student-loan

Help with student loan debt? Buyer beware!

Aug. 20, 2013 at 11:14 AM ET

Students fill stadium seats of the State Farm Center during commencement ceremonies for the University of Illinois at Urbana-Champaign school of busin...
Jonathan Gibby / for NBC News
Commencement at the University of Illinois at Urbana-Champaign school of business on May 11, 2013. Many students are turning to companies that advertise to help with loan debts, although often the help is available for free from federal programs.

Nearly 7 million Americans have fallen behind on their student loans, and millions more are barely able to make their payments each month. A new industry has sprung up that offers to help deal with such debt, and that has consumer advocates concerned.

"Are you struggling with student loan debt?" the commercials ask. "Call right now for immediate relief."

A myriad of companies now offer to help reduce or even eliminate debt from government-backed student loans (for a price, of course). They make it sound fast and easy. Relief, they promise, is guaranteed.

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"I'm troubled by this," said Terrence Banks, a student loan counselor at ClearPoint Credit Counseling Solutions, a nonprofit counseling agency. "They prey on people's emotions to get them to call. They promise relief, but they can make your situation worse."

Here's what these ads don't tell you: The help they promise almost always comes from federal programs that you can access yourself for free.

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The National Consumer Law Center recently studied the growing student loan debt relief industry and how some companies are taking advantage of desperate borrowers. Their investigation included secret shopper calls, an analysis of material available on company websites, a review of the actual contracts used and a look at online complaints.

The NCLC's report, Searching for Relief, details many problems uncovered by the investigators.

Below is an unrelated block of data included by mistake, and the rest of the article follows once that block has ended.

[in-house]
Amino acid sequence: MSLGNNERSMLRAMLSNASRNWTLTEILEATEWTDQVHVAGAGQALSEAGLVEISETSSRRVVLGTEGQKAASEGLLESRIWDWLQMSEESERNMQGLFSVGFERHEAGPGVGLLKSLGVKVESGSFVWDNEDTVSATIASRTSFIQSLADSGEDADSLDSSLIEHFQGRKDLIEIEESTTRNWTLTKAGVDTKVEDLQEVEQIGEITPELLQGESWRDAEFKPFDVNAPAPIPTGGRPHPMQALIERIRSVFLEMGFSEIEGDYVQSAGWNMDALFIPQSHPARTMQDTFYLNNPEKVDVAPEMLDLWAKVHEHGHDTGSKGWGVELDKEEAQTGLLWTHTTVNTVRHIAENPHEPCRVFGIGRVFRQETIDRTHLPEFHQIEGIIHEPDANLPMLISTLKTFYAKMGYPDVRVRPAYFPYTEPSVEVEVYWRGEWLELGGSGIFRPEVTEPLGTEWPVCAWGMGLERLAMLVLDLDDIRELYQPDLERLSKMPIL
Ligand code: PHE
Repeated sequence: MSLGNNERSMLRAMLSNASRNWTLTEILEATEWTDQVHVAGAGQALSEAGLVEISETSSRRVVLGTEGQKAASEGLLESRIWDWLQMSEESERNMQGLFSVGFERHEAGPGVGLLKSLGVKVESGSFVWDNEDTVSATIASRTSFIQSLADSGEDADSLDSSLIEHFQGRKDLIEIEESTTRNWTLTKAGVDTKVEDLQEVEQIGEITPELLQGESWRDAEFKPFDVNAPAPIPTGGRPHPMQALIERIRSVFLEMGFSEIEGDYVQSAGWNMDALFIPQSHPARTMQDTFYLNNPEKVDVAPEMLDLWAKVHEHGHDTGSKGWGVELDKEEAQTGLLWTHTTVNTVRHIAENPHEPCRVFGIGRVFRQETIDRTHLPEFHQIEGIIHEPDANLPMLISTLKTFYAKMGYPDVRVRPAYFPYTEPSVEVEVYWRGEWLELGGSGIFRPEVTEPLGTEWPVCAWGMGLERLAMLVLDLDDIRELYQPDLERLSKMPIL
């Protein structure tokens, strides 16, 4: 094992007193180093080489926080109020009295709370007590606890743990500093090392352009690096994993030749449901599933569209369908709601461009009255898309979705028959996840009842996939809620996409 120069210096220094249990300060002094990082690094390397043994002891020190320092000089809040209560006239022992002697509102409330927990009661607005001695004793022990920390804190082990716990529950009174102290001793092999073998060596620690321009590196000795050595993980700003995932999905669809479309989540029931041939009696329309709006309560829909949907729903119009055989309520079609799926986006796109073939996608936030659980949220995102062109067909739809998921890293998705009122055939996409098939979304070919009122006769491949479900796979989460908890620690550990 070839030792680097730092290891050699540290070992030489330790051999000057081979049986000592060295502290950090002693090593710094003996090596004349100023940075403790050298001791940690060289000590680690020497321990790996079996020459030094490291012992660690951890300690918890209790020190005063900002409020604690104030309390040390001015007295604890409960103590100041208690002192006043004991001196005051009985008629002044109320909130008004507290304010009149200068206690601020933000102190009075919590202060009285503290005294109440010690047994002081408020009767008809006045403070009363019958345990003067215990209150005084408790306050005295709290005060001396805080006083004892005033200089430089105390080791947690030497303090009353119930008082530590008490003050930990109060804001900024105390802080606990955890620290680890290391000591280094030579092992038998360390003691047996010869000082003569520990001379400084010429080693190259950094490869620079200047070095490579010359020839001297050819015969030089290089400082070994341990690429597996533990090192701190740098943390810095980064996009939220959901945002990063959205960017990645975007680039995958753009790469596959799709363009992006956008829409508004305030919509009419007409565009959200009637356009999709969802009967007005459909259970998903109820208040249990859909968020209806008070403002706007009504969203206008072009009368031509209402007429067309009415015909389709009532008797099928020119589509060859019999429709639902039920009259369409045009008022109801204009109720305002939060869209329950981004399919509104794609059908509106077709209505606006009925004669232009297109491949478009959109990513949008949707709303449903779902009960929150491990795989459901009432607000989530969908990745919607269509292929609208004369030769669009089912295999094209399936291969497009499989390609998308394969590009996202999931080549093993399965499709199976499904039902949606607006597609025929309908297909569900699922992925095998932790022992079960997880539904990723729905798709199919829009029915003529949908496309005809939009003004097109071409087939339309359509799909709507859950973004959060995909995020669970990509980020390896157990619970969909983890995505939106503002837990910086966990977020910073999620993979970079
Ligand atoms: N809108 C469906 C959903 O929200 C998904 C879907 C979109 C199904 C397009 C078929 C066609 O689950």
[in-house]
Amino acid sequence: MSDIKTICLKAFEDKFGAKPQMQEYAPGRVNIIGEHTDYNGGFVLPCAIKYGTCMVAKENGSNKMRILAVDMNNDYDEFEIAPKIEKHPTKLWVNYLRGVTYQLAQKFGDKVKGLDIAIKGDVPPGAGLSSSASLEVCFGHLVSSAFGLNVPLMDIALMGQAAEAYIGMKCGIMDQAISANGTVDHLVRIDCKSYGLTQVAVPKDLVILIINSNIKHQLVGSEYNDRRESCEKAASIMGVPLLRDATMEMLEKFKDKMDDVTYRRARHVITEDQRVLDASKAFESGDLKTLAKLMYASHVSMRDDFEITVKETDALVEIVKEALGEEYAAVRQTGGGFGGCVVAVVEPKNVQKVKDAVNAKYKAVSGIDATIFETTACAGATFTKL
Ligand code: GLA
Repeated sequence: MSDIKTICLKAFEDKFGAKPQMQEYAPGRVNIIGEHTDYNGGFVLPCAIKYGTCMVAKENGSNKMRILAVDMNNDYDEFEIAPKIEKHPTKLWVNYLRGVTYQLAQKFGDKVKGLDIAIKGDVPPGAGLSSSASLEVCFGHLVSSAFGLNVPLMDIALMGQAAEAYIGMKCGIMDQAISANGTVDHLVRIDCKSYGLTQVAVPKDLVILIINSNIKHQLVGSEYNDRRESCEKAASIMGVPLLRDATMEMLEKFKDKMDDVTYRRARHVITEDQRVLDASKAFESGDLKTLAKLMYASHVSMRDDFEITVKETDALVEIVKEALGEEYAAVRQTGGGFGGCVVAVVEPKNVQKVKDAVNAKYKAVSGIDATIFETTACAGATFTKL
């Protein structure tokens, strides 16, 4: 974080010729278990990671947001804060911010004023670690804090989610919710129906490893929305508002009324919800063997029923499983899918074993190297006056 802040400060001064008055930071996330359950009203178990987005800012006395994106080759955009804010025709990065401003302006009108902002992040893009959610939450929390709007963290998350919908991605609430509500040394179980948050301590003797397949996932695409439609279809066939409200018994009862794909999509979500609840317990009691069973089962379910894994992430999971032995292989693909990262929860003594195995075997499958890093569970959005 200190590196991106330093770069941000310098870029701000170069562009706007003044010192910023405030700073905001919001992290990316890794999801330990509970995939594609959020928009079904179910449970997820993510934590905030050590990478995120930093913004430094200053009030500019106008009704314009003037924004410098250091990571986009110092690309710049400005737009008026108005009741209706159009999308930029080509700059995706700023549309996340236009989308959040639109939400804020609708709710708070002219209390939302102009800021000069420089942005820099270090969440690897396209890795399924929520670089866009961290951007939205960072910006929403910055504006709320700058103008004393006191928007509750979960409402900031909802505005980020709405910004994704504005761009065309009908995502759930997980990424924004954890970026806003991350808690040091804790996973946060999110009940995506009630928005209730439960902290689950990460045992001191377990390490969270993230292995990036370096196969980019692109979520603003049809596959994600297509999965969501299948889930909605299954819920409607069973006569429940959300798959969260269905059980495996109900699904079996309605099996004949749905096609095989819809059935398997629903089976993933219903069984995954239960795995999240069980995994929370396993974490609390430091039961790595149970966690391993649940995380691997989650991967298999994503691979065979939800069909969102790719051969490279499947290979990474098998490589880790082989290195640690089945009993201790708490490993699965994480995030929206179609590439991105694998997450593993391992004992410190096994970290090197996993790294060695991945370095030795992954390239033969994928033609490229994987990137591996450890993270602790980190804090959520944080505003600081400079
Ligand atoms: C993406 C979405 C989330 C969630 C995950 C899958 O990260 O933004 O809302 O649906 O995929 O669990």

• The companies sell themselves as experts who know how to navigate the system, but NCLC found "a shocking number of inaccuracies" about consolidation, garnishment, rehabilitation, bankruptcy and other critical topics.
  • NCLC looked at 10 web sites, and none listed the price. Secret shoppers called 20 companies and had a difficult time finding out about fees. "They were very, very secretive about what they are charging," staff attorney Deanne Loonin said. "Most don't want to talk about it, and that's a huge warning sign." NCLC found that initial set-up fees can be as much as $1,600. There can also be monthly fees of $20 to $50.
  • Student loan debt relief companies often claim to provide a range of services, but most offer only loan consolidation. While this is valuable in some cases, it may not be appropriate or available in others. There is only one federal student loan consolidation program. So, as the NCLC report points out, any company that sells debt consolidation "cannot possibly be tailoring the product to individual needs or searching among multiple products."

Though there's nothing illegal or inherently abusive about charging for a service that's available for free, consumer advocates are concerned that people aren't being told about all their options.

"We know people are having trouble with their student loans, and we know it can sometimes be hard to navigate the government system," Loonin said, but "that should not be an open door to ripping people off."

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"It's troubling when financially distressed borrowers are targeted and encouraged to pay for help that they could get for free," said Lauren Asher, president of the Institute for College Access and Success.

Borrowers with federal student loans can enroll in alternative repayment programs, such as Income-Based Repayment, that may help them get a more affordable plan based on a percentage of their income. There are also options for getting out of default.

"You do not need to pay someone to help you with your student loan, you can enroll yourself," said Rohit Chopra, student loan ombudsman at the Consumer Financial Protection Bureau (CFPB). "Many people believe that if they pay someone to negotiate on their behalf they can get a better deal. Debit relief companies do not have the ability to obtain a 'special deal' under these federal student loan programs."

The CFPB's online tool for federal loans, Repay Student Debt, lets you find the best option for handling your specific situation, even if you are already in default.

The Student Loan Alliance, a nonprofit organization representing the nine largest consumer credit counseling services across the country, recently launched StudentLoanHelp.org. The site enables you to speak one-on-one with a trained student loan counselor for free.

SLA President Larry Gilmore said the site is designed to provide "objective education and counseling" to help struggling borrowers find the best repayment option. The counselors will look at all of your debt, including credit card, mortgage and other loans.


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